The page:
Until the phone call that abruptly ended it all. After the midwife hung up, I laughed. I was too shocked to be angry yet. But then I called my husband. His shock immediately manifested into anger and questions that I had forgotten to ask my midwife during the breakup call. He emailed the clinical director of the birthing center and politely demanded that they meet with us in person, to give a more detailed explanation of why they let us go. She politely refused.
I called back and asked if they could help me find a new birthing center or hospital. They quickly ran through a list of local hospitals and clinics. Then warned me that it would be difficult to find a new health care provider at this stage since I was already entering my third trimester, so I better “act fast.” Um, thanks?
What had gone wrong? We had arrived at every appointment on time, were polite and friendly, had asked questions but not too many. They never told us that there might be a possibility they would let us go.
For the week following the breakup, we tried to remember every meeting we ever had with them. It wasn’t that we questioned their decision (although from everything we had been told about subserous fibroids, and mine, in particular, it did seem shady). Perhaps the fibroid DID put me in a high-risk category. Maybe they foresaw the emergency C-section I ended up having at nearly 42 weeks pregnant (completely unrelated to the fibroid).
But really? Over the phone? With no prior warning? With no help in moving forward? And then refusing to meet us in person, not once but TWICE? It went against everything they supposedly stood for. They were supposed to be advocates for pregnant women. They were supposed to provide a safe, enjoyable space for women and their families going through a life-changing experience.
In racking our brains for answers the question of race and racism appeared as a possible factor. I’m a black woman, the child of Tanzanian immigrants. My husband, a Chilean international student with a noticeable accent. The birth center was located in one of the more affluent (white) parts of the area.
All of our midwives had been white. All of the patients we had ever seen had also been white.
It was true that we had never felt quite welcome there. My appointments had always been professional, but a little cold. We always chalked it up to the constant rotation of midwives, but maybe it was more than that? There was that strange comment a midwife had made about us doing the best thing for our child by being in an interracial relationship.
But what about that dark-skinned black woman in their promotional video?! What about the picture of that black midwife hanging on their wall?! Throughout our seven months with them, I had held onto those images as reassurances that I was a welcome presence in their space.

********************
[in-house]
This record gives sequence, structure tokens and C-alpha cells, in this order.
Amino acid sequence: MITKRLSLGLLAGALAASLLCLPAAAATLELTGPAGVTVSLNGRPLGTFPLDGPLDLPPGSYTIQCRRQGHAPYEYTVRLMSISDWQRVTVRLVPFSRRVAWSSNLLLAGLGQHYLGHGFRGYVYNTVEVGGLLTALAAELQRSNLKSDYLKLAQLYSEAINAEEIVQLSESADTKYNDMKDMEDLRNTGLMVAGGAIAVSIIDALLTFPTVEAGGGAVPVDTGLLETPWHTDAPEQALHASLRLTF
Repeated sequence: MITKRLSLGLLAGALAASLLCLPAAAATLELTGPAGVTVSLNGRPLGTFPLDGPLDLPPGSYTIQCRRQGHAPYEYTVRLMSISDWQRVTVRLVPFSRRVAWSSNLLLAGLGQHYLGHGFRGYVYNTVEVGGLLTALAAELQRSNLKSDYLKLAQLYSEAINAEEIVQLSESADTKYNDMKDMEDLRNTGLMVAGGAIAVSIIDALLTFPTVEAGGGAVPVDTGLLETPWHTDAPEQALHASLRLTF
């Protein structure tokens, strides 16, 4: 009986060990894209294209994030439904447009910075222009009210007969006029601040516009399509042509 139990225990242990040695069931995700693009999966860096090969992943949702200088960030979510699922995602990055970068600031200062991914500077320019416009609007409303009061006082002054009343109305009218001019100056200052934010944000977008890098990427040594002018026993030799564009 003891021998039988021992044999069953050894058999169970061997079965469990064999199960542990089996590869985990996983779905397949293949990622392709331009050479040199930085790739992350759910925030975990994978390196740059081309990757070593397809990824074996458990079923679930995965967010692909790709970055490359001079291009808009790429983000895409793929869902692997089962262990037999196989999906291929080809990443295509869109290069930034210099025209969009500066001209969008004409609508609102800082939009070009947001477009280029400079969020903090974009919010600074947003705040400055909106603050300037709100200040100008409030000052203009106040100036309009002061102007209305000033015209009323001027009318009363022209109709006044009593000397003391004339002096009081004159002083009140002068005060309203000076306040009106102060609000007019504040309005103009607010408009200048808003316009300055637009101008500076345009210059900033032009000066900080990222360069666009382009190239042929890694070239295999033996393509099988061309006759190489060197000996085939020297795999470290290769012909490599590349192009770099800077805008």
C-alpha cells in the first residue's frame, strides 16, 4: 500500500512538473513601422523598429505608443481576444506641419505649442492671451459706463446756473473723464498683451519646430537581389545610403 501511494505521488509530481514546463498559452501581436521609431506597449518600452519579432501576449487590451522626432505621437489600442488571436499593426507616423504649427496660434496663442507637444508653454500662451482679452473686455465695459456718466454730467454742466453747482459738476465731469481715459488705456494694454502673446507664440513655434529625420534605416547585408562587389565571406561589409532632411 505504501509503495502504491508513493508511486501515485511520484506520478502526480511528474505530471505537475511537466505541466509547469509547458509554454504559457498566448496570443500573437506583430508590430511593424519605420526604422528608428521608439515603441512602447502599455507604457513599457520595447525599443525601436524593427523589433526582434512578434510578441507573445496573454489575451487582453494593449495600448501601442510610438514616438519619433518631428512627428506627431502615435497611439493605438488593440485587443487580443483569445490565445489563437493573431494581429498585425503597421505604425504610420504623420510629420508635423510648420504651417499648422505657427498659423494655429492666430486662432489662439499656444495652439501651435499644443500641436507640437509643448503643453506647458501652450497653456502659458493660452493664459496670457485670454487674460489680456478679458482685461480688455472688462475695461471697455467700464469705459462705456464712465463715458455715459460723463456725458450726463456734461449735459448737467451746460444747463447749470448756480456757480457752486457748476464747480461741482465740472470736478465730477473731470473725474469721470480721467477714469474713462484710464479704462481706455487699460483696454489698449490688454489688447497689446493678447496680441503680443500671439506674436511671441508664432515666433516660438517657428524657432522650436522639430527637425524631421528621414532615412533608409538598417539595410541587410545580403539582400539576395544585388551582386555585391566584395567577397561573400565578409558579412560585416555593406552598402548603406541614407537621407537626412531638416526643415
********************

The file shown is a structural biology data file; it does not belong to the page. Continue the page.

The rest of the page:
The funny thing is, my entire pregnancy had been riddled with a series of let-downs and deflated dreams. Getting kicked out by the birthing center was just another hole in the fantasy I’d built about pregnancy. And I did not even end up having the blissful, natural childbirth I assumed I would. Almost everything on the well-thought-out, the seemingly mild birth plan we naively handed to our labor team, went out the window. But interestingly, by the end of it all, I did feel empowered.
I realized how much I had always relied on others to be advocates for my needs instead of teaching myself to speak up and fight for what I needed. I had relied on the birth center to make decisions about my body and wasn’t prepared to defend myself when I was mistreated.
I assumed that a written, “well-researched” birth plan was good enough, but then couldn’t find the spoken words to deny my aggressive induction.
Up until my pregnancy, I was just a scholar, an academic. I could research and write and find the “right” institutions and the “right” people to do the real, dirty work for me. But the truth is, there is no room for that in the world of pregnancy and parenting.
After being rudely and abruptly denied health care at such a late stage in my pregnancy, I was forced to cultivate my activist voice. I knew that I had to learn how to speak up, if not for myself, then at least for my daughter.
It was also a mini-lesson about parenting: no amount of planning and reading can prepare you for it. It’s a messy, unpredictable job, and all of our plans and ideas about “how-things-should-be” should not overshadow what’s happening in the moment.
Enjoyed this week’s storyletter? Tap the heart & share it! 😍
This story was originally published by xoJane.